Dad’s Small Business Lesson #2 – How to be a Coach

My Dad was a jock. He loves basketball, and was a pitcher for the Coast Guard baseball team. This was both a blessing and a curse for me. I never enjoyed basketball, and he never seemed to give up hope that might change. I did play softball, and appreciated my Dad’s help with batting practice and learning the right way to catch a fly ball.

Softball will never be more than a team sport I play for fun. On the other hand the coaching from my Dad gets put into practice on a regular basis. How is that possible? No one would (or should!) pay me to coach them in softball. However I do get paid to coach small businesses about finance.

While I was being coached on how to hit better, I was also learning how to coach. To be an effective coach you must break things down into manageable pieces, be patient, and hold the trainee accountable. Whether it’s in sports or business, the principles are the same. Master this trifecta, and others will pay for your help.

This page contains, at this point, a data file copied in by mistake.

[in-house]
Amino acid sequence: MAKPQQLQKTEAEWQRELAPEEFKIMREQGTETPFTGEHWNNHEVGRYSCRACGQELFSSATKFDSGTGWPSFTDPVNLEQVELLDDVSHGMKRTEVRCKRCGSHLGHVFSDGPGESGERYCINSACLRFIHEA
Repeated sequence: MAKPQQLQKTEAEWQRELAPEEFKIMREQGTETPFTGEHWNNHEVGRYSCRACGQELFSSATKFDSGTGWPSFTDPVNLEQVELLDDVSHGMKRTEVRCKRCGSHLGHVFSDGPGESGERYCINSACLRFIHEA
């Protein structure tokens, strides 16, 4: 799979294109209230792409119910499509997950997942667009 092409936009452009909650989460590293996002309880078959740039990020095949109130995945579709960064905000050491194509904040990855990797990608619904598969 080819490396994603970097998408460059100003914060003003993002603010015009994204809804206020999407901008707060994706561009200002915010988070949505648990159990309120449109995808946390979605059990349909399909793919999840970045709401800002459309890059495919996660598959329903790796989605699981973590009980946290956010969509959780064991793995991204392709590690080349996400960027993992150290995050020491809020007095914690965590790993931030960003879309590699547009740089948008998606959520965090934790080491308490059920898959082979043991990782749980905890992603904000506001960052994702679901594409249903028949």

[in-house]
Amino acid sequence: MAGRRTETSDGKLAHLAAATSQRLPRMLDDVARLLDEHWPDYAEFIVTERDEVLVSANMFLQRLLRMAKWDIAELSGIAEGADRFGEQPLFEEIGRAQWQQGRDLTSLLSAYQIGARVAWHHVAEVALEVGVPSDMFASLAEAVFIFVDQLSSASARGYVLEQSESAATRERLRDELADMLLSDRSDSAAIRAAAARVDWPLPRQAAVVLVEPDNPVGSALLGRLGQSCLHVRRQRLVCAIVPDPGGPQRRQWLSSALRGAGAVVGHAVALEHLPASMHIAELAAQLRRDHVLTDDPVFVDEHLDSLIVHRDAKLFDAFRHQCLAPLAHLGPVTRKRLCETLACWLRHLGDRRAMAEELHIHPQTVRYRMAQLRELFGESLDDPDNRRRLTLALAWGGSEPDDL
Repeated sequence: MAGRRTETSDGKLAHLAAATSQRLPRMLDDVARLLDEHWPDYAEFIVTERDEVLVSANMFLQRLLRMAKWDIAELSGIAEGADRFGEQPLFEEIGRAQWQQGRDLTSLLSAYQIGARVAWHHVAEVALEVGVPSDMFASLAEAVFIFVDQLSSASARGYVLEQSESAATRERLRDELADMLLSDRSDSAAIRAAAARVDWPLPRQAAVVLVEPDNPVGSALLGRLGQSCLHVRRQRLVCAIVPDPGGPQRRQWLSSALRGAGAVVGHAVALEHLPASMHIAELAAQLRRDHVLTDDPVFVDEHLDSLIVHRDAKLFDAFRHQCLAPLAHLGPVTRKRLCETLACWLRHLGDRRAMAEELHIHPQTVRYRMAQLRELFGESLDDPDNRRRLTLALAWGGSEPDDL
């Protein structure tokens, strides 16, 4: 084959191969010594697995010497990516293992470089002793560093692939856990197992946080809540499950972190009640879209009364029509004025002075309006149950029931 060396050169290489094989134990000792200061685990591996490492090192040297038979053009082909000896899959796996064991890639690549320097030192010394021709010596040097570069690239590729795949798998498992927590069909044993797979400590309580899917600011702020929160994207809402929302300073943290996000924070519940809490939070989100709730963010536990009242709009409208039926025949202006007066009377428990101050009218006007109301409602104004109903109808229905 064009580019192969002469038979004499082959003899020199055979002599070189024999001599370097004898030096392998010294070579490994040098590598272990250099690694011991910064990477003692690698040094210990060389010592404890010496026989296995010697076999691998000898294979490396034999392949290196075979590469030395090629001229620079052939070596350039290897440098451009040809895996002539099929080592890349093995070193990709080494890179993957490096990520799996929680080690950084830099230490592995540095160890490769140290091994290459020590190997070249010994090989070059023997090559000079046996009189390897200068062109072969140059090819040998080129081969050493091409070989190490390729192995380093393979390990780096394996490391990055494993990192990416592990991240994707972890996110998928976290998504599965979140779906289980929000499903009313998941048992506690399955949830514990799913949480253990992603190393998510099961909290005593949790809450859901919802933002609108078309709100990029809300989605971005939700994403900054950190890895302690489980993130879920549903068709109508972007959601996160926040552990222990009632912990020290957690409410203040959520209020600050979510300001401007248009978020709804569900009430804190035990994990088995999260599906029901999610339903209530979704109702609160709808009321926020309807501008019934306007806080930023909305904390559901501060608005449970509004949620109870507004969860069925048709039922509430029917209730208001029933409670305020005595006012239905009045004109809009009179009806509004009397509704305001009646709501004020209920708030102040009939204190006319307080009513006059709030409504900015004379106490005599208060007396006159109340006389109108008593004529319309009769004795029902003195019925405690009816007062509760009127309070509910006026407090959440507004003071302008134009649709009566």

Dad’s Small Business Lesson #3 – The Rules of War Negotiation

I had little experience with negotiation growing up other than trying, unsuccessfully, to get a later curfew. That changed the day my Dad took me to a dealership to help me buy my first new car. I didn’t need help paying for it, I needed help buying it. Badly.

I was amazed as I watched my Dad state the actual dealership cost (back then I’m not sure how he got the number) and the fact that he could go a few hours away for a much better deal. His calm, matter of fact approach gave away nothing. He made it clear he was not emotionally invested, and would walk away if the deal was not to his liking.

My Dad had just given me a crash course in negotiation. Before starting, a successful negotiator gets as much information as possible, including what alternatives exist to the current person / company with whom they are negotiating. Stay calm, and be prepared to walk away.